Rescue dogs

Norfolk SPCA raises funds after sick rescue dogs dropped off without notice – The Virginian-Pilot

The Norfolk SPCA has opened an emergency fund for the medical care of several neglected huskies after the dogs were abruptly dropped off on Saturday night.

Even though the shelter was over capacity, a home rescue in North Carolina that rescued a group of huskies from a backyard breeder in the state transferred the dogs to the SPCA without notice late at night.

“We weren’t able to pick up the dogs, but they were there,” said SPCA Executive Director Kimberly Sherlaw. “So we got our management team together and said, ‘Okay, we’ll have to make this work. “”

Three adult dogs and a puppy arrived, badly neglected. The puppy, six or seven weeks old, was emaciated, dehydrated and has an eye injury, Sherlaw said. All adult huskies have parasites, including heartworm.

Thursday afternoon, the SPCA had exceeded its goal by raising $27,000.

Sherlaw said the team needed funds to get the pup to see an eye specialist and rid the adult huskies of the parasites.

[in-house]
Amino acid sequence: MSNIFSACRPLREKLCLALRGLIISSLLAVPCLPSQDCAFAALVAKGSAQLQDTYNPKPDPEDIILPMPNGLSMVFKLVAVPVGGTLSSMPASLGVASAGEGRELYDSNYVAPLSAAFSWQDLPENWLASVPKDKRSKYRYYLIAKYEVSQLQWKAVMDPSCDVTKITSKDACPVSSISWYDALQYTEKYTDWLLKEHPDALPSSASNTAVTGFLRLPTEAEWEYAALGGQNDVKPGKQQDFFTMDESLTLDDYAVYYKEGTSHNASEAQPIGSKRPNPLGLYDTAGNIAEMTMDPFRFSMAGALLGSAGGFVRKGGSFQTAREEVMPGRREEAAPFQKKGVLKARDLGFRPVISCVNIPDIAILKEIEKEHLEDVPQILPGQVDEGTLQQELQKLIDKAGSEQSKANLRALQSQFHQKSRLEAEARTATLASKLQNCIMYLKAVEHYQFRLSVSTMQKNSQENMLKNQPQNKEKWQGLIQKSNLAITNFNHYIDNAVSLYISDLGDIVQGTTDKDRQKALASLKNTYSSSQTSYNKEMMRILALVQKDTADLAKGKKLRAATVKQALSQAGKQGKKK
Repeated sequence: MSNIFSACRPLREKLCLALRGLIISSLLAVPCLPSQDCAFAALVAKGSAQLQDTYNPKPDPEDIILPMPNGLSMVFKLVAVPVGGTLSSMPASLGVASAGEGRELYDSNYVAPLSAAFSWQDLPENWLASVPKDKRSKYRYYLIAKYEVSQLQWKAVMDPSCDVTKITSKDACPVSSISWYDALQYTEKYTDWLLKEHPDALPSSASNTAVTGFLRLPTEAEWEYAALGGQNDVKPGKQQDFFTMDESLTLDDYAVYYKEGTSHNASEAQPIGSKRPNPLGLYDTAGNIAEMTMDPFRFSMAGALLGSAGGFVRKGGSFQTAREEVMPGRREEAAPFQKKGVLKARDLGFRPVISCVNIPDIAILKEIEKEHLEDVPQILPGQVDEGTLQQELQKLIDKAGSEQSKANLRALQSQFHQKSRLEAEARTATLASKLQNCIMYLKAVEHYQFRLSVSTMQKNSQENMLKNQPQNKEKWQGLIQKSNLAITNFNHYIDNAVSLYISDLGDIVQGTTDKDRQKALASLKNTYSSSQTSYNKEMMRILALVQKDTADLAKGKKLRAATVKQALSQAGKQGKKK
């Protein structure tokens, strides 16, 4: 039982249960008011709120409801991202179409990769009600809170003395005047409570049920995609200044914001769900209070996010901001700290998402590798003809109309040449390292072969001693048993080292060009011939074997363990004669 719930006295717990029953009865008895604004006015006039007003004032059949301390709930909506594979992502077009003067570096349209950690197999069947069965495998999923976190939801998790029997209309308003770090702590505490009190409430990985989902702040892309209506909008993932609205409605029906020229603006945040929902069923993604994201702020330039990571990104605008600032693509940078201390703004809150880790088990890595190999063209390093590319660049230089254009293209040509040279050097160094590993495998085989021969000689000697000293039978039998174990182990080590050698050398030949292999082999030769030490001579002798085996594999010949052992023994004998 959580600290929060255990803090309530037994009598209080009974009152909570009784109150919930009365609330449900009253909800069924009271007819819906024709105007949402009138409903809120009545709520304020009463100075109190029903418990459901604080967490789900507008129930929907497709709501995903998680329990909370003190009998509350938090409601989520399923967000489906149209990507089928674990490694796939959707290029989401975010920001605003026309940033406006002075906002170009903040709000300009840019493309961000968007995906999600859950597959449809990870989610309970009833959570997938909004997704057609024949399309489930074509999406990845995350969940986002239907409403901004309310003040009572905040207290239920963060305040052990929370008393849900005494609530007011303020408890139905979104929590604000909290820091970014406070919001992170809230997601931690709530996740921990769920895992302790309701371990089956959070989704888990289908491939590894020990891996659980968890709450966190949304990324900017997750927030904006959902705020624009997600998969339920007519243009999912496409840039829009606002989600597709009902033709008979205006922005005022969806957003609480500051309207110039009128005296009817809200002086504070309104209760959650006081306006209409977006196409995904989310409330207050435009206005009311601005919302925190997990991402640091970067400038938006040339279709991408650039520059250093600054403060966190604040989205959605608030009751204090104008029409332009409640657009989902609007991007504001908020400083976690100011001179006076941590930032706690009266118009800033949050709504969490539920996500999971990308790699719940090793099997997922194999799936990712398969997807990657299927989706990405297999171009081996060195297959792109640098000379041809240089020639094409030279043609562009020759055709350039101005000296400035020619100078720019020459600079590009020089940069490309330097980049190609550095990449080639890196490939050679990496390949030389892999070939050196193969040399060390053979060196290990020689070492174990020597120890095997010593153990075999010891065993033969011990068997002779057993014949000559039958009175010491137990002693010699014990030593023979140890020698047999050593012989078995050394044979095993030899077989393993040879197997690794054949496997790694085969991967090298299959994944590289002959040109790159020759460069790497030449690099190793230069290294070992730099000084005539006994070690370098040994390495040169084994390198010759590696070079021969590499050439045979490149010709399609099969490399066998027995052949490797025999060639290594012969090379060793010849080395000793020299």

“They don’t want to eat, they’re underweight, they’re dehydrated, so they’re in pretty tough shape from a physical standpoint,” Sherlaw said. “From a mental point of view, too, they were quite downcast.”

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On Tuesday, a good Samaritan from Virginia Beach contacted the SPCA to let them know she had taken in a pair of home rescue-bound huskies, picking them up from a 7-Eleven parking lot in Norfolk. She was concerned about the male husky’s lethargy and lack of appetite.

After examining the husky, which they named Viking, the SPCA team determined that they would not be able to improve his condition and euthanized him.

Sherlaw said his team were concerned that one or two other huskies had been transported with them and had also been entrusted to a good Samaritan.

“We’re very concerned if there’s one or two that go untreated because the male we ended up euthanizing was in such bad shape,” Sherlaw said. “It was heartbreaking.”

On Thursday, Sherlaw said all huskies were stable.

“We’ll know more, which is a good thing, after today about their condition and then we’ll know the next steps we could take moving forward,” Sherlaw said. “So we feel really positive, we just know it’s a journey and it was a bit overwhelming for our team at the start.”

To donate, people can go to the Norfolk SPCA Hope Fund and designate a donation as “Husky Emergency.”